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Creoles

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  • Creativlit
    That was interesting reading about the different types of Creole people. I can trace my linage to the year 1622 in France. My ancestors were people who had
    Message 1 of 2 , May 14, 2007
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      That was interesting reading about
      the different types of Creole people.
      I can trace my linage to the year 1622 in France.
      My ancestors were people who had purchased their way
      into the nobility as shipping merchants in France.
      When the French Revolution happened they were thrown in
      the Bastille where they paid ransoms to be smuggled onto
      ships. In my family the two Fremont brothers were smuggled
      to New Orleans, Louisiana. They became salt miners and
      regained some of their lost wealth. This helped them
      set up mercantile businesses in the New Orleans area.
      When I was reading much of the family research
      much of the French community was very closed.
      Marriages were arranged within this group.
      The one brother who was my direct great
      grandfather x4 or 5 cant remember exactly he moved
      to Chadwick, Missouri where he operated a store.
      A few family members intermarried with Native Americans there.
      My great, great grandfather died in a gun battle when he
      demanded a duel with my great grandmothers sisters boyfriend.
      They both died in the duel. He had been angry because the
      two wished to marry and the young man was not from
      the correct cultural group nor was it arranged.
      One thing I noted in the history is this particular group
      of French ancestors stayed for several generations in the
      Louisiana area and stayed in their tight knit community.
      It was really wrong at the time to stray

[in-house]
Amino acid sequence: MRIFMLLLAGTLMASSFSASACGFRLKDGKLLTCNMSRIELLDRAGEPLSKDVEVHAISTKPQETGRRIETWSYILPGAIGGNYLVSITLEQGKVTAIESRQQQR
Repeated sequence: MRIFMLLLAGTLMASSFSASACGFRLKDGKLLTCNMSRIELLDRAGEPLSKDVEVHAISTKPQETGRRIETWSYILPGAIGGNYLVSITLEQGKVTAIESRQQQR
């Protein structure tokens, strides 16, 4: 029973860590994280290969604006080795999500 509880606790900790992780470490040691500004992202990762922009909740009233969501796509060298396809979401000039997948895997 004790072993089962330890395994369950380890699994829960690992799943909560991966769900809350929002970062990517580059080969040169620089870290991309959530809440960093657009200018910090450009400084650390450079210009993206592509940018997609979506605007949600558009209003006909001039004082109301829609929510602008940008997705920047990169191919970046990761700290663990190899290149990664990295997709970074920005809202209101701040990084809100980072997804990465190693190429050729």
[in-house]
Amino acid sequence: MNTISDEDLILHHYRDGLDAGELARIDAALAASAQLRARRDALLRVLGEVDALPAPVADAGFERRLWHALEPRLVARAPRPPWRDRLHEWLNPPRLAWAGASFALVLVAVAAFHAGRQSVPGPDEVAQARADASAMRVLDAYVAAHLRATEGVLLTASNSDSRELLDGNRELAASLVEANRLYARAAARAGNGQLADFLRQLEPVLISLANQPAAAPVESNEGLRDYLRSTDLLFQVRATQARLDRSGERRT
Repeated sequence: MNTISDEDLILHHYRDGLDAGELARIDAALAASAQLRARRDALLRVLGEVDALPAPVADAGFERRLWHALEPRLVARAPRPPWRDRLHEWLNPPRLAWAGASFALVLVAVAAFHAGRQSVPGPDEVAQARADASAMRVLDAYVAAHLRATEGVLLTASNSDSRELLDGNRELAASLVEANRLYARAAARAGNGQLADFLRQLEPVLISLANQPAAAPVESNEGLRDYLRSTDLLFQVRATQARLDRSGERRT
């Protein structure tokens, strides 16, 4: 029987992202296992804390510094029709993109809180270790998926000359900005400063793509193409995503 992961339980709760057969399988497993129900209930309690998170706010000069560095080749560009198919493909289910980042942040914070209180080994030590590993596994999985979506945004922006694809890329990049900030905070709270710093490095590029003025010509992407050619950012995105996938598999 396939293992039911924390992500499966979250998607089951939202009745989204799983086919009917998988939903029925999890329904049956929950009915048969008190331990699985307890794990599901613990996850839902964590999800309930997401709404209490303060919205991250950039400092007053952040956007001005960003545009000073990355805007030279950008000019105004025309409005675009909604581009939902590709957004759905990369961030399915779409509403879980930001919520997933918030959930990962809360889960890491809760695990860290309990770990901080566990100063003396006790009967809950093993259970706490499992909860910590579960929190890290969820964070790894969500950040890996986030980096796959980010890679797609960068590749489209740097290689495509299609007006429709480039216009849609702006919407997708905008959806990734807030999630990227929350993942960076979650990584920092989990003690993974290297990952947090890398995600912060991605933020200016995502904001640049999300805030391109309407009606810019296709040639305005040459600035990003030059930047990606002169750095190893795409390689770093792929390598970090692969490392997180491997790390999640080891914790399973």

in any way outside of this group.
      Interestingly those attitudes persist in my family to this day.
      My great grandmother moved with her husband to Twin Falls, Idaho
      in the great depression. She became a widow very soon after and
      raised 9 children alone. One child died at age 2 and would have
      been the tenth child. My grandmother married a man from
      Chadwick, Missouri also of the same linage. His family was
      French with Native intermarriage. My grandmother got pregnant
      with my father from a Native man from Canada but married
      another man to "cover" it up or protect herself I suppose.
      My fathers family also was strong French and Native
      ancestry with a few Irish and Welsh thrown in.
      The original French persons in my ancestry were the Fremonts.
      Many of them when they escaped France changed their
      last name to things like Freeman to show that they had
      escaped and some changed the name to Fremonte or Fremond
      to make the name look like it came from another origin.
      Many of them were afraid of persecution and being followed from
      France or being forced to go back there to face execution.
      I may be a mix of French and Indian but I have strong French facial
      features. My hair is very Native though. Long straight and coarse.
      I have the small nose though the eyes {blue though} the high cheeks.
      Brown eyes are more common in my family though.
      I had never though of myself as Creole though.
      Perhaps because I was born and raised in the North West
      and very far removed from the South and Louisiana.
      I do know that most of my family had very strong
      perceptions on race and color and marriage.
      To an extent I felt crossed the line into racism.
      I will never forget my one grandfather who said
      I was dead and never spoke to me again in my
      life because they felt my one child was "dark".
      That man would sit at a table with me
      and pass food by like I didn’t exist.
      My grandmother also cut ties with me after that child was born.
      My mother always made comments about how blue eyes and blonde
      were always better. She would lighten my hair as a kid.
      I always thought she was just kooky but I can see where
      that attitude persisted through the generations.
      Hopefully I have taught my children to be better people.

      Noreene
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